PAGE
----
“Fine,” Sherlock said. “Fine.” He picked up his book and stuck his nose in it, as though demonstrating how fine he was.

She gave him an affectionate look. “Yes, Sherlock, we all know,” she said.

John walked with her out to the lifts and tried not to think too much about the fact that he was alone with Sherlock's mother. He had the full force of her attention now, and it felt like he was being interrogated with one of those bright lights shining in his face, like on American police dramas.

She wasted no time in getting down to business. “Now,” she began. “I want to know about the analgesic situation.”

John blinked at her. “Sorry?” he said.

“What's he receiving for the pain?” she clarified. “Has he been given opiates?”

“Oh!” John realized what she meant. “No, no. He refused anything intravenous as soon as he was coherent enough to do it. He's on paracetamol now, that's all. I had to force him to take that, even.”

She looked relieved. “Good. My sons tried to conceal how bad the drug situation was, but I am aware of it,” she said. “I wouldn't want a relapse, though I don't want him in pain either.”

“No, he was very firm about not getting anything habit forming,” John assured her.

She nodded. “We're going to have tea,” she announced, when the lift reached the ground floor. It was not a suggestion, it was a stated fact.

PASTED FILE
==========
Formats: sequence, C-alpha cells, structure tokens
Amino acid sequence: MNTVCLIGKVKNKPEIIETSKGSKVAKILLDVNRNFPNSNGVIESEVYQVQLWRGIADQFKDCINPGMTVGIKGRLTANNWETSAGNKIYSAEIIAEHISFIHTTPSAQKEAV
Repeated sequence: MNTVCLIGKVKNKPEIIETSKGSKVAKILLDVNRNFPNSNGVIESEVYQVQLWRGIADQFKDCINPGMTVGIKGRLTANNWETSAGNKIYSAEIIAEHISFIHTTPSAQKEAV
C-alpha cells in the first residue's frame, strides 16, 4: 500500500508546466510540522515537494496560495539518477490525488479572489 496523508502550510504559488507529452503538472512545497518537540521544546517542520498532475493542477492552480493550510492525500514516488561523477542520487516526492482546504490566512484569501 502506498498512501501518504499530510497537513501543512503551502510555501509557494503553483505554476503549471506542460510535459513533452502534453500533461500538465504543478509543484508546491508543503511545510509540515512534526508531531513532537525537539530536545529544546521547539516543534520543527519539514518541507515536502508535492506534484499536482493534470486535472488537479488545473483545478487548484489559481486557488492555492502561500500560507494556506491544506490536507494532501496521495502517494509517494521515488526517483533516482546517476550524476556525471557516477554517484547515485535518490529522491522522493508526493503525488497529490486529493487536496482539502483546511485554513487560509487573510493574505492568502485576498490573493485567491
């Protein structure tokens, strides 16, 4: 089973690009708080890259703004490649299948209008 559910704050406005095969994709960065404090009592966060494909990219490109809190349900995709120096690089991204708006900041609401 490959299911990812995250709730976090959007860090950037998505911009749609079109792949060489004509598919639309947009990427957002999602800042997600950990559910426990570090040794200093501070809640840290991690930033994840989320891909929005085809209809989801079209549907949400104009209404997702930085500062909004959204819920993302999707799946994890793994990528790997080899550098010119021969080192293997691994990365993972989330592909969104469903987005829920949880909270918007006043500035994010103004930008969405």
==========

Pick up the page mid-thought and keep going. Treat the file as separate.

John knew better than to argue with a Holmes on a mission. He followed her silently into the café, where he was ordered to sit down because she was paying.

She placed his cup in front of him and he reached out automatically to spin it around and take it with his left hand, only to find she'd placed that way already. He had to spin it back again. She took a seat opposite him and once she was settled, she put her sharp focus on him once more.

“I want to know about his condition,” she said. “I know Sherlock and Mycroft are both lying to me about how bad it is. I want to know the truth. I did some research online while I was waiting for my plane, but that's hardly useful. You're a doctor, so I want your opinion. I'll know if you're lying.”

John thought she would, too. He was struck with the sudden thought that this is what Sherlock would be like if he actually cared about people. She had all the same intensity, but it was focussed on him and it was slightly terrifying. At least Sherlock rarely paid attention when someone spoke to him.

“Neuro isn't my forte, but I'll do my best,” he said.